Regardless of the means I choose for getting around, I always have a lovely time. The images that rush past the windows tell the story of Moroccan life. When I first rode on the train it felt different from the trains we have in New York. It was painted, not shiny. It didn’t feel cramped, but instead open and well spaced out. The influx of light made me feel close to the outside. The windows are big, so the landscape rushing by my window was more bright and enjoyable. There was not darkness outside my window because of and underground. I didn’t feel cut off from the world outside my cabin. I got to be examine closely the houses, and other buildings. I saw people walking home from work and kids playing on the streets. I saw lush green pastures and healthy, swaying palm trees. The train stations were different too. There weren’t signs on the platform anouncing the names of each stop. It was sometimes difficult to know where my friends and I were. We asked the nice lady seated beside us to tell us when we had arrived at our stop. On my ride from Casablanca to Fes the train had stopped for a while. I went to one of the little restaurants on the platform because I was hungry. The announcer was speaking in Arabic and French. I didn’t understand, but my friend did. I was happy as long as I was eating and the train didn’t leave without me.
Travelling on the bus was exciting too. I especially like to sit more to the front because the windscreen is huge. I can see the road disappearing beneath us as we move. Since the buses are big, looking out of the window makes me feel that I’m high above the ground. I feel like a princess in a carriage. Everytime I have to use the bus I walk with an extra pair of socks because my feet would get very cold at night. That doesn’t happen though and I usually feel so confortable, I sleep for the entire night journey. On one of my bus rides to the city of Agadir, I awoke early and it was quite the treat. I saw the sun rising over the mountains and all the pretty colors of the morning’s twilight. When returning to the cold city of Ifrane where my univeristy is, my early morning experience was a little different. The windows were fogged, but the melodious Arabic music coming from the stereo soothed me. It reminded me of Guyana. I soon felt so calm I fell back to sleep. I also got to chat with nice people seated next to me. We usually use the little taxis for traveling within Ifrane. We get there quickly and have fun.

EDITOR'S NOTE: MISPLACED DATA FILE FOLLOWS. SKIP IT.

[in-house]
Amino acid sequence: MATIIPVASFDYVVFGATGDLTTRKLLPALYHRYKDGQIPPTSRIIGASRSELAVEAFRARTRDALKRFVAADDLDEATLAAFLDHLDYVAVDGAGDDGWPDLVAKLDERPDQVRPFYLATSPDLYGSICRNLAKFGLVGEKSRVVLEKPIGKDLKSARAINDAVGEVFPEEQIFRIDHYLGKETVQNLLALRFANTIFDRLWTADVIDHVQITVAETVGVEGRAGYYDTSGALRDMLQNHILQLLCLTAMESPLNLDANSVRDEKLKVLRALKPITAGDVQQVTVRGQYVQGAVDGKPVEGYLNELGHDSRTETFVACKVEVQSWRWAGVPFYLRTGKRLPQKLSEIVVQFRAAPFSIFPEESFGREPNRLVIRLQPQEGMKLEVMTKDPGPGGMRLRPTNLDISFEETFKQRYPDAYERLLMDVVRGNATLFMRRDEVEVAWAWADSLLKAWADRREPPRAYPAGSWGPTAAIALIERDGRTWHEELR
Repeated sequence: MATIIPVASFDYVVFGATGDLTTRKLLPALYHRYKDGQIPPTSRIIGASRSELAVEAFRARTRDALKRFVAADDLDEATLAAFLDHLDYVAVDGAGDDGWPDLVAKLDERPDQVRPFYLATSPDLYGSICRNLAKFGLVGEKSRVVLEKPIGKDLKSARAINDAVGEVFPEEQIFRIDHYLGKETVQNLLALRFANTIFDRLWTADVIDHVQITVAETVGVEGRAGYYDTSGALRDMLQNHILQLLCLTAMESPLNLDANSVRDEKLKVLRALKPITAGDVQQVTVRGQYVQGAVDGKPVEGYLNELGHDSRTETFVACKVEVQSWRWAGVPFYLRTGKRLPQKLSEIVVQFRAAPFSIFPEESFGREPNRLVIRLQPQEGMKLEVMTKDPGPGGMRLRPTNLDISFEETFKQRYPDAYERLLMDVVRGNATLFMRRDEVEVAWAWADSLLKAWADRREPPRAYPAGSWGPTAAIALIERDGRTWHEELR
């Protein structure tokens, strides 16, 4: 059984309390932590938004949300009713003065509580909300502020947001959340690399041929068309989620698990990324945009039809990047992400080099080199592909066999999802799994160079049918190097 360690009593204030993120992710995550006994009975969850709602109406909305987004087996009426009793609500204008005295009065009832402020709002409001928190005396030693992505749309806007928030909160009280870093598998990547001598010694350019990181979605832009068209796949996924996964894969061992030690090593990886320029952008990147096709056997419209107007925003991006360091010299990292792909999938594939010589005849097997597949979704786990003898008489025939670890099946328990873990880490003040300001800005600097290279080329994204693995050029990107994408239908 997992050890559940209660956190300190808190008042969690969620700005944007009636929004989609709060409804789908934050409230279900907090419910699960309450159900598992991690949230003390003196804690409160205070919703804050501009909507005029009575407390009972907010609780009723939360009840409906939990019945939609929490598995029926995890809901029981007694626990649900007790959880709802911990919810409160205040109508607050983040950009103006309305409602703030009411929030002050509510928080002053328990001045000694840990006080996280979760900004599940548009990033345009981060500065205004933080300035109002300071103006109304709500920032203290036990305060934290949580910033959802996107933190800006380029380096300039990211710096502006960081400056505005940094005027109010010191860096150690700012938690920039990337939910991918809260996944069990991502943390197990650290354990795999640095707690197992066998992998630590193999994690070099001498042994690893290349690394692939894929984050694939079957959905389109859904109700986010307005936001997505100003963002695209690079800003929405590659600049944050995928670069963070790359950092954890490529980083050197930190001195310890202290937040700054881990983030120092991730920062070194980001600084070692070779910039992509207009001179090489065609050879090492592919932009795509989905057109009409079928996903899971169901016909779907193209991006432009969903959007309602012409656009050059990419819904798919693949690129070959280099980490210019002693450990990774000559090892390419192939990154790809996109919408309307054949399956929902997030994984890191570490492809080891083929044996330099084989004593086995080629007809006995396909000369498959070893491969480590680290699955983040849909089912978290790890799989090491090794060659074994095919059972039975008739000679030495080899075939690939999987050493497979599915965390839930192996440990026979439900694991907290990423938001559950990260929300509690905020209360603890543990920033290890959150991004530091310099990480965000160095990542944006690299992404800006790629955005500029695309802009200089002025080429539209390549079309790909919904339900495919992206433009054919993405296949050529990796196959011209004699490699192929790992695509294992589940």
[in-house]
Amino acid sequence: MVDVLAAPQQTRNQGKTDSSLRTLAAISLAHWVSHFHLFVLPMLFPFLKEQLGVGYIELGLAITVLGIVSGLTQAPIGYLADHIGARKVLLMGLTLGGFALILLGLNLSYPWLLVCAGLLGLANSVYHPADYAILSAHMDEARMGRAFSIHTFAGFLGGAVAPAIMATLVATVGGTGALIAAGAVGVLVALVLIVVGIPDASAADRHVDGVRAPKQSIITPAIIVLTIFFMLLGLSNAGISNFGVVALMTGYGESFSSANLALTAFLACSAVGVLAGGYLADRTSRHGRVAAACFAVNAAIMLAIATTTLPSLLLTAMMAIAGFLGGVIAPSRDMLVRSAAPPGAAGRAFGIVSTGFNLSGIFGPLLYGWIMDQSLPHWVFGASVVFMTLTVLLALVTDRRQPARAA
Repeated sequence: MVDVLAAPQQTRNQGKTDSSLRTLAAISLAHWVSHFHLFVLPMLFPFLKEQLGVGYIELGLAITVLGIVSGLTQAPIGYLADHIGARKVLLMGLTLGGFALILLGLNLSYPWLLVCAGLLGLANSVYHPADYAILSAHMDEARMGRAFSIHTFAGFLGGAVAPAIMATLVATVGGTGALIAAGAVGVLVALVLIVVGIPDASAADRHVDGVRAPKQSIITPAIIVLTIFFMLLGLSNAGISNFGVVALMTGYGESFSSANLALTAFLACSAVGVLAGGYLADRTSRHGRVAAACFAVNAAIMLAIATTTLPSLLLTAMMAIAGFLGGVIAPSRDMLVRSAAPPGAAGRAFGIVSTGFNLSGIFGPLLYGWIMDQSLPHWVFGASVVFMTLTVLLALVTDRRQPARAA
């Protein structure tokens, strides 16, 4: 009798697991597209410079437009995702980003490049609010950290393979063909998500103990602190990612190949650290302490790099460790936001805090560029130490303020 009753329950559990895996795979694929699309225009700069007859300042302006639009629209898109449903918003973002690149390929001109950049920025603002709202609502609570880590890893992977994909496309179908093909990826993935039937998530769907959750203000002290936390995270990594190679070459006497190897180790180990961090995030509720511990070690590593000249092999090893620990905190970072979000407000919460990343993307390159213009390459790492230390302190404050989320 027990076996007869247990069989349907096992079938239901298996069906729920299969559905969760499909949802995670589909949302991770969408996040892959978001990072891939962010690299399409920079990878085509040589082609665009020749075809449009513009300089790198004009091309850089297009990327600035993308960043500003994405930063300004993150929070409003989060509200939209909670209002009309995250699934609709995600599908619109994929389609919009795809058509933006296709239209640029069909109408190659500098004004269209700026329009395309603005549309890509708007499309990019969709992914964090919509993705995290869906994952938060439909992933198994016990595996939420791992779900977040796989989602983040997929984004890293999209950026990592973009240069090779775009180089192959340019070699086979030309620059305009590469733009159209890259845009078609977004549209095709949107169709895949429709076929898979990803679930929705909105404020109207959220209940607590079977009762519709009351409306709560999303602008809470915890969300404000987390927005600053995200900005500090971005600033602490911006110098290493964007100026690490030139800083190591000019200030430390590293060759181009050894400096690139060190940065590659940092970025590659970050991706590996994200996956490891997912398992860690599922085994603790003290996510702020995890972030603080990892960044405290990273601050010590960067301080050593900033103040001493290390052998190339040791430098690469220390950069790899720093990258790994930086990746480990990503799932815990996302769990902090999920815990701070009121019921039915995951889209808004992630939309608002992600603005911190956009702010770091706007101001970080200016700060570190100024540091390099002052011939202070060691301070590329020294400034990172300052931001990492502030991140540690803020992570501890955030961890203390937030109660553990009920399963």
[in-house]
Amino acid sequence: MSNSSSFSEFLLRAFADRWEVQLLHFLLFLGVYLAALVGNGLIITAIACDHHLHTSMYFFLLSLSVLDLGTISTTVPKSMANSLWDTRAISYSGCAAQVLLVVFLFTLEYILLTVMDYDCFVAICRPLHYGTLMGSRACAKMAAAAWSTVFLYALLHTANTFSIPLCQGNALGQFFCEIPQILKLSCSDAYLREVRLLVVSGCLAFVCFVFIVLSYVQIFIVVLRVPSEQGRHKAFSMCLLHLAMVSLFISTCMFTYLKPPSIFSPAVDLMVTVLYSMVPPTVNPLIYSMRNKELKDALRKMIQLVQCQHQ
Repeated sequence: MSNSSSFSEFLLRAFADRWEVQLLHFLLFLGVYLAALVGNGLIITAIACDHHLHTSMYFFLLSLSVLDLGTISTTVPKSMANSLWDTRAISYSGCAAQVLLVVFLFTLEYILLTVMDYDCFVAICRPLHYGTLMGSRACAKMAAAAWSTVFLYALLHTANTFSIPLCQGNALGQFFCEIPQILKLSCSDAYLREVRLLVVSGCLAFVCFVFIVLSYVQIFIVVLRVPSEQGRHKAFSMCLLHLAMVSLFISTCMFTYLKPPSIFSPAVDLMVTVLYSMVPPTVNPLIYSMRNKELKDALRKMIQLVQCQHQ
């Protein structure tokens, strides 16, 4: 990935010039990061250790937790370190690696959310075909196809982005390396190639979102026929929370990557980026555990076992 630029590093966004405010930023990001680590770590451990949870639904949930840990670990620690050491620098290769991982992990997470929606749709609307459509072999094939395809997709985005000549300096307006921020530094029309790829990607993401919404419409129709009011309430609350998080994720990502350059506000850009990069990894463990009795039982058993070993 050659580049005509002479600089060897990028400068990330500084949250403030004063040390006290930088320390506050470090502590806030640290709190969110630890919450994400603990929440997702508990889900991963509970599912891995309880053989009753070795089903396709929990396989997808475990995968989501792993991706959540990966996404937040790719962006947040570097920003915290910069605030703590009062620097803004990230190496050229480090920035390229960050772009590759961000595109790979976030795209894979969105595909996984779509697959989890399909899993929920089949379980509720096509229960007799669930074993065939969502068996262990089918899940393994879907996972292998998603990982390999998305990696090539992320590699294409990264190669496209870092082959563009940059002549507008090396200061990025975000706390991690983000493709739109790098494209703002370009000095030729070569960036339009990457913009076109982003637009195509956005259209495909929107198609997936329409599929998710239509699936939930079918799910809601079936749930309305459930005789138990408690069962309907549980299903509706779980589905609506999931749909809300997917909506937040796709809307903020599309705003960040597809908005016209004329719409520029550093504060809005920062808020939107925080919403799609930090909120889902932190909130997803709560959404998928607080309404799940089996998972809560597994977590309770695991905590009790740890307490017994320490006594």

Another way tourists get around is on special rides on camels and in little horse drawn carriages similar to the ones we have in Central Park. The main way these animals are connected to the enviornment would be the grass they eat. Also, the seats on the camel backs and the carriages are made of wood. The seating is also made from leather which of course come from the skin of cows. The camels are very tall and if you sit on the seats on their backs you would be very high above the ground. The height scared me so I’m still gathering the courage to ride a camel. Wish me luck. Until next time kids.